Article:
Settled an ICSID claim for Jordan and now acting against Ukraine
|People in Who’s Who Legal||2|
|Current arbitrator appointments||19 (of which 12 are as sole or chair)|
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This Paris firm was founded by Jean-Denis Bredin and Robert Badinter in 1966, with a focus on civil and criminal disputes. When Badinter left in 1981, partner Jean-François Prat gave it a new focus, turning it into one of Paris’s premier M&A boutiques. It ventured early into investment arbitration: Bredin defended Egypt in the landmark Southern Pacific Properties case in the 1980s – the first ICSID claim brought under a domestic investment statute.
Jean-Denis Bredin, now 87, remains in practice as counsel and arbitrator, but these days the firm’s core arbitration team is made up of partners Tim Portwood, Louis Christophe Delanoy, José María Pérez and Raëd Fathallah.
The team offers a blend of common and civil law experience – Portwood is one of the few senior Parisian lawyers to have begun at the English bar. Fathallah, who is Canadian-Lebanese, speaks fluent Arabic and has connections in the Middle East and the Gulf. Pérez is Ecuador’s alternate member of the ICC International Court of Arbitration.
Bredin Prat is also part of a “best friends” network with five other GAR 100 firms: BonelliErede in Italy, De Brauw Blackstone Westbroek in the Netherlands, Hengeler Mueller in Germany, Slaughter and May in the UK, and Uría Menéndez in Spain.
Who uses it?
The practice works for a combination of European blue-chips and foreign governments (often French-speaking). Algeria, Egypt, Jordan, Lebanon, Croatia and the Democratic Republic of the Congo are among the states that have used it. Private clients include Oleg Deripaska’s Rusal, the world’s largest aluminium producer, and Italian engineering group Tecnimont.
One of the firm’s most notable wins was for Algerian state oil company Sonatrach in a gas-pricing dispute with Spain’s Gas Natural at the ICC. The Spanish company was ordered to pay over US$2 billion in withheld funds, pending renegotiation of a pricing clause. Freshfields Bruckhaus Deringer was on the other side.
At ICSID, Bredin Prat has had four wins on behalf of Egypt. The most recent of these, in 2014, saw it defeat a US$36 million treaty claim on the basis that the claimant, an Egyptian gas company, was not under foreign control.
It defended the Democratic Republic of the Congo in high-profile ICSID and ICC claims brought by Canadian mining company First Quantum, which were settled in 2012.
On the investor side, Bredin Prat won an €8 million award against Romania for a US businessman; and has helped a Turkish construction company’s US$300 million ICSID claim against Turkmenistan clear the jurisdictional stage (even though another panel had adopted a contrary reading of the same treaty) – a final award is pending.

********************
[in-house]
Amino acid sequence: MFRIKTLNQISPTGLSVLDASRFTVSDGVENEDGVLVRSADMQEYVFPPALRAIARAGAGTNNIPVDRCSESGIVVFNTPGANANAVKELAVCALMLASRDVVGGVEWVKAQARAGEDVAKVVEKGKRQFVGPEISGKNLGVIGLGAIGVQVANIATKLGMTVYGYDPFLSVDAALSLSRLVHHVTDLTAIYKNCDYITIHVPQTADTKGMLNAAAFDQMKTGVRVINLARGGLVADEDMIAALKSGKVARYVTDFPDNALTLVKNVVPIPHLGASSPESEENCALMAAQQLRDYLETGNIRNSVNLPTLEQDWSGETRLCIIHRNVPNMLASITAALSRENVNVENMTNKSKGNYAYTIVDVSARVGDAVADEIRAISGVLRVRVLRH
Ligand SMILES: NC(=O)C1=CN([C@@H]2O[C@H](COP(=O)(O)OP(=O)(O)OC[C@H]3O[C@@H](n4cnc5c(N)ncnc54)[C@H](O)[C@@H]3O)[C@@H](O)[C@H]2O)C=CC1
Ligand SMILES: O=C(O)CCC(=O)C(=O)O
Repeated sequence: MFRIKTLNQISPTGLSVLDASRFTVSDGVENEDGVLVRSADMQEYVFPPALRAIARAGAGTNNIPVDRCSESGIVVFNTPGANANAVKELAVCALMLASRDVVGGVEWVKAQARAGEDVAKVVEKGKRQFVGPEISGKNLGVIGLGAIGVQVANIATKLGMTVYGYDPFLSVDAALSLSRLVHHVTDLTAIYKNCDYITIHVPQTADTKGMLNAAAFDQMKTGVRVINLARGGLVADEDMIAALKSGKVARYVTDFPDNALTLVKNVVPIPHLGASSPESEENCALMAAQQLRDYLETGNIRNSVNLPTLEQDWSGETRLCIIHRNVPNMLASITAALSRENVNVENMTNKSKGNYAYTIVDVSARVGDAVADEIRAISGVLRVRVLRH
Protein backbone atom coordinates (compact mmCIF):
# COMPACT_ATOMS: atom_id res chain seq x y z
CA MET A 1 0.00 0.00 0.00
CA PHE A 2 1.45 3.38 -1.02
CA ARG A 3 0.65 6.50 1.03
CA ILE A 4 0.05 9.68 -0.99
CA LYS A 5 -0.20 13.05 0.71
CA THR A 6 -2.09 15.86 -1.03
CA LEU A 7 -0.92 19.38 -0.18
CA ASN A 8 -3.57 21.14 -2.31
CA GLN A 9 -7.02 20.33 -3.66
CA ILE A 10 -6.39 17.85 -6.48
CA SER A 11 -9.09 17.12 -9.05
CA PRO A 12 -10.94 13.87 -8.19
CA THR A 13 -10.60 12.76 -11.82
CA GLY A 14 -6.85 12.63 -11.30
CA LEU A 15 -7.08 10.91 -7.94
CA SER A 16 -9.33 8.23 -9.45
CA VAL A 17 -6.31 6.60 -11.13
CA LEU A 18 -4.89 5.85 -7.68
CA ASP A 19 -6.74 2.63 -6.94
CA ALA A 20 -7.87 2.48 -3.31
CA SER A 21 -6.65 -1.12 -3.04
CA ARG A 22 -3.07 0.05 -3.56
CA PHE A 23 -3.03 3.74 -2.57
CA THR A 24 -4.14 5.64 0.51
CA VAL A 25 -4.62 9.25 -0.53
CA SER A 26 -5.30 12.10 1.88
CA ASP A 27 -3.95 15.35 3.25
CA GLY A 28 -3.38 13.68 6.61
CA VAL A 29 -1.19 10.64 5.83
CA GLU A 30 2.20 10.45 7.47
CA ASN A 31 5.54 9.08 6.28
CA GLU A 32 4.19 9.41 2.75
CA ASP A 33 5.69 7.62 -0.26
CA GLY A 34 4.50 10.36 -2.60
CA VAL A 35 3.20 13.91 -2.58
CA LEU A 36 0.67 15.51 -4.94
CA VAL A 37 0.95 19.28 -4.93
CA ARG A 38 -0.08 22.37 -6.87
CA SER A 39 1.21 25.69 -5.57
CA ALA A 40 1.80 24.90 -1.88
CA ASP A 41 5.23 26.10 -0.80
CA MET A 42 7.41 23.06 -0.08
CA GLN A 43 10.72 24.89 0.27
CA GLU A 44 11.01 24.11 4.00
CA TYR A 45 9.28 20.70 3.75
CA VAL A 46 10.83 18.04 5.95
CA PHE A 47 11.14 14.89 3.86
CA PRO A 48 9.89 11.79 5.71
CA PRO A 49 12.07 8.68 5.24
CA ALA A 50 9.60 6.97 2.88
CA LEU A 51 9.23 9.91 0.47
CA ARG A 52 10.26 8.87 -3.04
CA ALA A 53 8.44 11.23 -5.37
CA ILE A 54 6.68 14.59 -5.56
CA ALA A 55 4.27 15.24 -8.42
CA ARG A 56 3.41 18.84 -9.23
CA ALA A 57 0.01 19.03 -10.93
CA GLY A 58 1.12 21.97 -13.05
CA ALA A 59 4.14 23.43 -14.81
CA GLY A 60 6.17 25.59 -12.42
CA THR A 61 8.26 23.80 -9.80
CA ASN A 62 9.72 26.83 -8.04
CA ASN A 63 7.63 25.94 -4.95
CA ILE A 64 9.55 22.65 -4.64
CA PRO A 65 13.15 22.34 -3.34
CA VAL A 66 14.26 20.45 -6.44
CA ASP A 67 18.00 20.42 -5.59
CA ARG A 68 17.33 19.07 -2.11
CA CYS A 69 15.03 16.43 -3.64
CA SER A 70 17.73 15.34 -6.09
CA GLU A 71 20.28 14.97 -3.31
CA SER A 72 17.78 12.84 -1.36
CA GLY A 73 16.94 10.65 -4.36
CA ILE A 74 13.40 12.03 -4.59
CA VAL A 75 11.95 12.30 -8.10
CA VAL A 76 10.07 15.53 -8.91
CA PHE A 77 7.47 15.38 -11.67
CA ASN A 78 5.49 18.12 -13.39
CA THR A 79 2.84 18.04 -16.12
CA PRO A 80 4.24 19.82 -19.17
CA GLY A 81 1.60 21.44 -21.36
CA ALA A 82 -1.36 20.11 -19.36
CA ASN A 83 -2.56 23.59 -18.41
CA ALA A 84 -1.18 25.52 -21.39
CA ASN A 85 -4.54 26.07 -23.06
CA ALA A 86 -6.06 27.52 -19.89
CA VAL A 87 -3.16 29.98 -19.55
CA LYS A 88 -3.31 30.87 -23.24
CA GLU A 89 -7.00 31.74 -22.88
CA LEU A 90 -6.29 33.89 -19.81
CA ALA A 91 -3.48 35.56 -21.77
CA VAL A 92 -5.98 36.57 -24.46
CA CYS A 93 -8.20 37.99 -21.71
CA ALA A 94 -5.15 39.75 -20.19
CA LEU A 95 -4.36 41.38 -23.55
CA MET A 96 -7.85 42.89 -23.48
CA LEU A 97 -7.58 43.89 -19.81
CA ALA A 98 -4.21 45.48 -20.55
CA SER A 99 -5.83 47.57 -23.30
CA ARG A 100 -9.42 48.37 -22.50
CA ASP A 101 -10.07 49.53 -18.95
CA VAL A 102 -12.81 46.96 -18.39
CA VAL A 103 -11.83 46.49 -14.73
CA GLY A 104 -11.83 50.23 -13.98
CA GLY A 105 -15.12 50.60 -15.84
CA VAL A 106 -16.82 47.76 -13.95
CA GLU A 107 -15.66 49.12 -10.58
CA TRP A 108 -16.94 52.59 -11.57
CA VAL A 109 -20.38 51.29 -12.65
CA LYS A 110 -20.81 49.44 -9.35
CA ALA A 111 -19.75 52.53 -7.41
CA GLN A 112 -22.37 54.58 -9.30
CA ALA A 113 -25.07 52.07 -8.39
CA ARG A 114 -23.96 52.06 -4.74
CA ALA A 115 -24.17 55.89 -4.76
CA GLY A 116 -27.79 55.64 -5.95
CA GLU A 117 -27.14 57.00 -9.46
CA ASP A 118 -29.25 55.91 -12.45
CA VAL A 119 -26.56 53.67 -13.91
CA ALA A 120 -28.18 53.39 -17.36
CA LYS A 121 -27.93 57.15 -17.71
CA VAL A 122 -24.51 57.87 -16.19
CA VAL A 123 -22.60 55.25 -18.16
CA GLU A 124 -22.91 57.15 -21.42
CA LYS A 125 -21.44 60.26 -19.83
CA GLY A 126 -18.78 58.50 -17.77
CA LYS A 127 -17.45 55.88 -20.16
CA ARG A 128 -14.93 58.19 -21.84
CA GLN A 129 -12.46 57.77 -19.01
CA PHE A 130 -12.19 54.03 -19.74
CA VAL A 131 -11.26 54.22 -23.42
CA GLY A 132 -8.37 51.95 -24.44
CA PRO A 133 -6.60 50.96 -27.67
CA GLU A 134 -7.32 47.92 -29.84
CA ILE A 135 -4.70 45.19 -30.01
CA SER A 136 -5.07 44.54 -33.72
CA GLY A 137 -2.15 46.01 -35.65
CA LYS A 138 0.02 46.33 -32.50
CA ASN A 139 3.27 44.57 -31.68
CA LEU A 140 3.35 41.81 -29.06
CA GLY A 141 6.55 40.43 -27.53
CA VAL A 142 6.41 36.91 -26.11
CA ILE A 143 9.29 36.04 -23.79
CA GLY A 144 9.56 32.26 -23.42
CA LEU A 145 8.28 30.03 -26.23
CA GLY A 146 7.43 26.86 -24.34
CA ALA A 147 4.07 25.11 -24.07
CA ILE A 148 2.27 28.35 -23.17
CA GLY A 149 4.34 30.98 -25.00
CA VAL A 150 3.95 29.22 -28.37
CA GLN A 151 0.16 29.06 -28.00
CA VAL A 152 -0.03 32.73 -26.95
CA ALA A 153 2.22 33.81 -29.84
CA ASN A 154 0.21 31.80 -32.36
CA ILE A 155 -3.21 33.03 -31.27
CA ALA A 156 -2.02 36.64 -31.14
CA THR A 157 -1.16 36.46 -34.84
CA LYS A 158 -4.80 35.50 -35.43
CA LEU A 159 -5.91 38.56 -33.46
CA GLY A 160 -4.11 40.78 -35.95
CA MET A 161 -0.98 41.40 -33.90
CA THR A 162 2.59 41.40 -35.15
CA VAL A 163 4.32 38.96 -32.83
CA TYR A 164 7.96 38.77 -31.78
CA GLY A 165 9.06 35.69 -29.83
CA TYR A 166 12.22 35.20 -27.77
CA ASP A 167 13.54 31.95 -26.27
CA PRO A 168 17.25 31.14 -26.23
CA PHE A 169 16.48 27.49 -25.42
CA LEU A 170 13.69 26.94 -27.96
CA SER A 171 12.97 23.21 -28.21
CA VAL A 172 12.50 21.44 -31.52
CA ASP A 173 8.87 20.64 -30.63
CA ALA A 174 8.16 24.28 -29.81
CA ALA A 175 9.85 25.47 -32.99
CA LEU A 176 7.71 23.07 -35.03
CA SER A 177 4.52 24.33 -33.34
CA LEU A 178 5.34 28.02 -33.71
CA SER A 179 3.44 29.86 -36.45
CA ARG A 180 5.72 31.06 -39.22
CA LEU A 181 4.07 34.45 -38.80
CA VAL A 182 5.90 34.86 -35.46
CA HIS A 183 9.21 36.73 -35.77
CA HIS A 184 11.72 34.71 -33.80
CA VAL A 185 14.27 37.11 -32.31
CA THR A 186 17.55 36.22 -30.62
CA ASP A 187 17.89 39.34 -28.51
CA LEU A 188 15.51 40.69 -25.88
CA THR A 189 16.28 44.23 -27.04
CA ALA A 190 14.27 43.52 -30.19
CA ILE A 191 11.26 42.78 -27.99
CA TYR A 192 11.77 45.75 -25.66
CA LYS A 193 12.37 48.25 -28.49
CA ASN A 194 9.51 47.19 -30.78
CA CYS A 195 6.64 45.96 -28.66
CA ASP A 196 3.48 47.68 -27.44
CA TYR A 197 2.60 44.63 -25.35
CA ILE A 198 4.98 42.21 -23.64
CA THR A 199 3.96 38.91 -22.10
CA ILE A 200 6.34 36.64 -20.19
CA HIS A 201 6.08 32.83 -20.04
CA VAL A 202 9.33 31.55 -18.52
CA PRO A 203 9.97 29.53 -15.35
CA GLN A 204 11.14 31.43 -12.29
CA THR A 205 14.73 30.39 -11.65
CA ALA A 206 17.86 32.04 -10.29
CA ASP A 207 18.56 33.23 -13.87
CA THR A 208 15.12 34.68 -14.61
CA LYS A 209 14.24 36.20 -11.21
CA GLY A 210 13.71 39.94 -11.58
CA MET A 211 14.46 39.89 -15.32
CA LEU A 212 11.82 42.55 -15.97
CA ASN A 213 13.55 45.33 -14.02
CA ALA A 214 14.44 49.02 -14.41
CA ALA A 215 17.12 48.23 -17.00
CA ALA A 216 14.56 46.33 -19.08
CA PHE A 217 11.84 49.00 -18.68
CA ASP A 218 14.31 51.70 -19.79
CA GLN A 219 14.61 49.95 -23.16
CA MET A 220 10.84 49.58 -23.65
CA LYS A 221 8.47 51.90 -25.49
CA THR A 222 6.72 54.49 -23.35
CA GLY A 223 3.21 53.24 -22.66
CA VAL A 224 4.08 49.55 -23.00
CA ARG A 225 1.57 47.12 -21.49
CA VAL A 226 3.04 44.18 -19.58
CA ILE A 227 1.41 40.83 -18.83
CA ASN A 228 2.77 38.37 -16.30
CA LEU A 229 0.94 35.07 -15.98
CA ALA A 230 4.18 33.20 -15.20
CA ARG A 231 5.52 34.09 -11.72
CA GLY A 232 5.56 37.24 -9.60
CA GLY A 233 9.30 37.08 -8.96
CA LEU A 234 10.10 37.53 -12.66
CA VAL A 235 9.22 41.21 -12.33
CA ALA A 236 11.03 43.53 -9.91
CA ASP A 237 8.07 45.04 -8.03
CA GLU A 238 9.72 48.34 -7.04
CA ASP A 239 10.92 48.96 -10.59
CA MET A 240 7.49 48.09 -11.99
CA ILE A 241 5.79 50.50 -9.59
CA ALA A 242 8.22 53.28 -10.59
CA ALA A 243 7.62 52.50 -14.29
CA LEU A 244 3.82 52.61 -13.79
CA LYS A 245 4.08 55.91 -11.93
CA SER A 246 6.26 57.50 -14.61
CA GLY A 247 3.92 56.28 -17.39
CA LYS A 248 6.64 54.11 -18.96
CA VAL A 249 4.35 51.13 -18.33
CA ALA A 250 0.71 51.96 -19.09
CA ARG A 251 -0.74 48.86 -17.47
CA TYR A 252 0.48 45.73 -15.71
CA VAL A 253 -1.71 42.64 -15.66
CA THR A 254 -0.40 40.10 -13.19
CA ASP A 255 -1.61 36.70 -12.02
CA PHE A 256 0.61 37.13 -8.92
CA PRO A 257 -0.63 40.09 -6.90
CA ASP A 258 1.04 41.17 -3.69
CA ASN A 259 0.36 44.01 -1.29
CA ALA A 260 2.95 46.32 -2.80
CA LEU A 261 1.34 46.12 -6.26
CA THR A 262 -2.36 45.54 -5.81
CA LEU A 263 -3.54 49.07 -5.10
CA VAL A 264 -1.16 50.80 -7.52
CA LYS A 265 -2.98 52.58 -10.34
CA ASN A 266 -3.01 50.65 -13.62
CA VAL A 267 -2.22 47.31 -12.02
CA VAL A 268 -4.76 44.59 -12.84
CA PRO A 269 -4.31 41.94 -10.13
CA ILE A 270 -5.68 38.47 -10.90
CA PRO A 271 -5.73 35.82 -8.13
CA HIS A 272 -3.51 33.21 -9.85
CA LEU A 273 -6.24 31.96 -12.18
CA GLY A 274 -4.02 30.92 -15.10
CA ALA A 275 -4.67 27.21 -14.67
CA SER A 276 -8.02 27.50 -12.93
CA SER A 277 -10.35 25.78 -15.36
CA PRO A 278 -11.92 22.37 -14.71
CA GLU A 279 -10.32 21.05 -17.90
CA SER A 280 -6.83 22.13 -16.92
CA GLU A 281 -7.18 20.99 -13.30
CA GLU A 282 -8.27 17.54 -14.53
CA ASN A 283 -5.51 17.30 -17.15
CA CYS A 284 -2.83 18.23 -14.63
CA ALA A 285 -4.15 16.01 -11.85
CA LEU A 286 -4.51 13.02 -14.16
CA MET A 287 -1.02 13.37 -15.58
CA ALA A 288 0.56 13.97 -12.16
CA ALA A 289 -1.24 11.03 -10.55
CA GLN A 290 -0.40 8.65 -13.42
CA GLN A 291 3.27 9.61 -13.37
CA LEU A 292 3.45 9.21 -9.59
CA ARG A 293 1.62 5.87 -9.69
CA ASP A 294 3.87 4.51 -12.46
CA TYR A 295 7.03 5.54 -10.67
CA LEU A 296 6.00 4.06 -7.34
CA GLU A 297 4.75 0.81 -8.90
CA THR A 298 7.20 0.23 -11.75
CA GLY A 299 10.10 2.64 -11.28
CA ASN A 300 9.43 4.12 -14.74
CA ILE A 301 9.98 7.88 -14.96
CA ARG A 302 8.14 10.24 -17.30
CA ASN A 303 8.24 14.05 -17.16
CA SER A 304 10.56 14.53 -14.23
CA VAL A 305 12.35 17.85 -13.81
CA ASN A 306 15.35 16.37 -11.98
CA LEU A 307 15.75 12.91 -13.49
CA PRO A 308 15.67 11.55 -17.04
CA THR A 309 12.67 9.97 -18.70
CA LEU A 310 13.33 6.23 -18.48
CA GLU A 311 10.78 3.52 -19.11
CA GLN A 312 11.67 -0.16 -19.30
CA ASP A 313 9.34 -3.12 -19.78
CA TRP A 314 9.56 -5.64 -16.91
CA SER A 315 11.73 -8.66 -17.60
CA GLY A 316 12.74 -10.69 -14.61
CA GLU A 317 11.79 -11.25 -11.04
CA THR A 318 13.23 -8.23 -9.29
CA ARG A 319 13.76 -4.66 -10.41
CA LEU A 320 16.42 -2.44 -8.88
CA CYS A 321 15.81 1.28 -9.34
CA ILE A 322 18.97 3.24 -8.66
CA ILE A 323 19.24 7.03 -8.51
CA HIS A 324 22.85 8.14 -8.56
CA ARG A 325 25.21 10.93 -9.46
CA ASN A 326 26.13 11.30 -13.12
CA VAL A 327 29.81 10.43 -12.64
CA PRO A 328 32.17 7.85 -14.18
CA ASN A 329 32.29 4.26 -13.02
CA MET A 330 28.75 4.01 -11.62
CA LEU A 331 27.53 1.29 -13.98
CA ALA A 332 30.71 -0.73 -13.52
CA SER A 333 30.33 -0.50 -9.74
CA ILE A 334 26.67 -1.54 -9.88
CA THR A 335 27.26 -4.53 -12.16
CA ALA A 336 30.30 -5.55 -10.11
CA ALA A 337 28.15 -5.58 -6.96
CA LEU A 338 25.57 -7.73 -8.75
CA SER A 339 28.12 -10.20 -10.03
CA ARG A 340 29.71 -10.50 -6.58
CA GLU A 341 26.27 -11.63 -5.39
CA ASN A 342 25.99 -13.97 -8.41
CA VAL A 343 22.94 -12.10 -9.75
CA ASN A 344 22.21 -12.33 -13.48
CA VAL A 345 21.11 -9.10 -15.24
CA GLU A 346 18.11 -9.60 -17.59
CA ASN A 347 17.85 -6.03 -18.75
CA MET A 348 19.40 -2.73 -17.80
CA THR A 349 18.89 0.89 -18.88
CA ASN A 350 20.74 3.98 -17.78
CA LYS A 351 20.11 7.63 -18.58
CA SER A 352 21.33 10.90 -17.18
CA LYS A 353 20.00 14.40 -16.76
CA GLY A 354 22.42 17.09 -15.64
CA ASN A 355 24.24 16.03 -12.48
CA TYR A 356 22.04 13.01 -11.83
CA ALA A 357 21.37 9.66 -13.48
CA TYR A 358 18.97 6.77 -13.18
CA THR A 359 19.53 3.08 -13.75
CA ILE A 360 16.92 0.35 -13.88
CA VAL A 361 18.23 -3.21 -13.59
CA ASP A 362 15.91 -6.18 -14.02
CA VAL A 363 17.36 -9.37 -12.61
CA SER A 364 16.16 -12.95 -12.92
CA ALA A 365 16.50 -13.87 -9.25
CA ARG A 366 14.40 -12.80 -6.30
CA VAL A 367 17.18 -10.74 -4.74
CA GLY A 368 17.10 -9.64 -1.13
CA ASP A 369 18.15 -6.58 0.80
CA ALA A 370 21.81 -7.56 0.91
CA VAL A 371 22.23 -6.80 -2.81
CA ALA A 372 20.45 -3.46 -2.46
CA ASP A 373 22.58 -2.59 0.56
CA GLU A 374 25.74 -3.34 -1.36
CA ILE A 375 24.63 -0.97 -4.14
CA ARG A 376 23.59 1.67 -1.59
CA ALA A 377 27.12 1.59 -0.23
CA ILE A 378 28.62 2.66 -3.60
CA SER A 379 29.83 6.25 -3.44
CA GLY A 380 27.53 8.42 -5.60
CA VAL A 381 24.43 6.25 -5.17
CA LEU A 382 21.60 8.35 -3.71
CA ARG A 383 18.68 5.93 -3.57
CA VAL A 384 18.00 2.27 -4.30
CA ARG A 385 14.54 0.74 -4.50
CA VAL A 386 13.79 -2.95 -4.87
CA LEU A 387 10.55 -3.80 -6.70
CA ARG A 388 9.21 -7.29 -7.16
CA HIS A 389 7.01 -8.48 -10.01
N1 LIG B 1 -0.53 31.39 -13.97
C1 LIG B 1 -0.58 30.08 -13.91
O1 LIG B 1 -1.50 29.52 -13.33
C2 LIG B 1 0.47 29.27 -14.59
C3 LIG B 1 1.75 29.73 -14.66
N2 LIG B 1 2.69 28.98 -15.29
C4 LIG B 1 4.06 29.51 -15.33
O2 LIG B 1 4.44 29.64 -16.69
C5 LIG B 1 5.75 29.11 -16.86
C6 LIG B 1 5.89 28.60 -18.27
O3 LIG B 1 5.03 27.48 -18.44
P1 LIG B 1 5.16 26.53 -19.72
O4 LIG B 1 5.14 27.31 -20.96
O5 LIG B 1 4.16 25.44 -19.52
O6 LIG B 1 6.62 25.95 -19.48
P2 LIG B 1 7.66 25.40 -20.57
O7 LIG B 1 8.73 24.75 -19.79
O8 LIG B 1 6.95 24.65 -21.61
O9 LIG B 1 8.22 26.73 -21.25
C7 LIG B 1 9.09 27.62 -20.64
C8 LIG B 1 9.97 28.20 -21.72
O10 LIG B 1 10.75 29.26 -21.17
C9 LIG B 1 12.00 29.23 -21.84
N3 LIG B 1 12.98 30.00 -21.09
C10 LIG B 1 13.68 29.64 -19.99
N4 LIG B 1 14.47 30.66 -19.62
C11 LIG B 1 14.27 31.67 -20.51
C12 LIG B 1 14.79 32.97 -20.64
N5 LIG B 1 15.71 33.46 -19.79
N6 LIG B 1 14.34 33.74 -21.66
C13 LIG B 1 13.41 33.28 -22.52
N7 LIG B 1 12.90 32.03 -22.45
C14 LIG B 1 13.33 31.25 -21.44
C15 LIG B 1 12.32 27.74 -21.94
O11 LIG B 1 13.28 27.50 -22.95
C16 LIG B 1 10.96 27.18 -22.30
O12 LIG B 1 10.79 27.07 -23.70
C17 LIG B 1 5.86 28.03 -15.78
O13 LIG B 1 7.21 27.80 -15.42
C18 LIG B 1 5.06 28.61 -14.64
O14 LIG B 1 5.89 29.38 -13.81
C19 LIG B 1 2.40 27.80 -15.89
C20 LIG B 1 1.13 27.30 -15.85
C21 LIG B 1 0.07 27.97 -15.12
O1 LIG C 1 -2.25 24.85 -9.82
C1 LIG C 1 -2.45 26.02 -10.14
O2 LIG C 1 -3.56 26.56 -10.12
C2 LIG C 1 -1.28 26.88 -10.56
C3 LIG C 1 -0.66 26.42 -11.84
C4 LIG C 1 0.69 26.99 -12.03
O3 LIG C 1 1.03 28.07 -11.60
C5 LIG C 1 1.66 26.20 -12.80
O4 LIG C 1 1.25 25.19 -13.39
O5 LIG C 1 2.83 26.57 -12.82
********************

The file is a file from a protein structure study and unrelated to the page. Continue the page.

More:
The firm helped Rusal obtain a favourable ICC award in a dispute over the privatisation of a mining complex, frustrating the Guinean government’s attempt to bring the mine back under state control. Rusal has also used the firm in a successful LCIA claim against Nigeria and recently tapped it for a new ICSID case against Ukraine relating to the seizure of a stake in an aluminium plant.
The firm scored another victory for Tecnimont in persuading the Paris Court of Appeal to uphold an award against Greek construction group J&P Avax. France’s Supreme Court has already reinstated the award twice after lower courts held that one of the arbitrators had a conflict of interests.
It helped Jordan to settle an ICSID claim brought by French telecoms group Orange over the renewal of a 2G licence. The settlement allows Orange to continue operating in the country until 2029. Orange paid around US$220 million to end the dispute – more or less what Jordanian regulators had demanded before the ICSID claim was filed. (Jordanian firm Aljazy & Co also acted for the state.)
The firm helped a Cypriot client favourably settle a US$200 million ICC arbitration with a multinational conglomerate over a set of agency and distribution agreements. In another case, it won an award for an international consumer healthcare client in a dispute with an Austrian counterparty over baby products that was heard at the Franco-German Chamber of Commerce and Industry.
Meanwhile Fathallah is increasingly in demand as an ICSID arbitrator. He’s now chairing cases against Mauritania and Spain and is part of an annulment committee reviewing an award against Venezuela.
Uilliyam Spigelberger, in-house counsel at Rusal, says the firm is “very focused, business-like, and effective” and always “highly responsive” even under stressful conditions. He also highlights their cost-effective fee structures. Portwood, Fathallah and associate Shane Daly in particular are skilled at “getting to the heart of the matter”.
Christine Guerrier, in-house counsel at Thales, says the whole team is “business-oriented” and “practical”, and that Christophe Delanoy in particular “always finds the time to answer a call”. They also charge “far less than an Anglo-Saxon law firm”, she observes.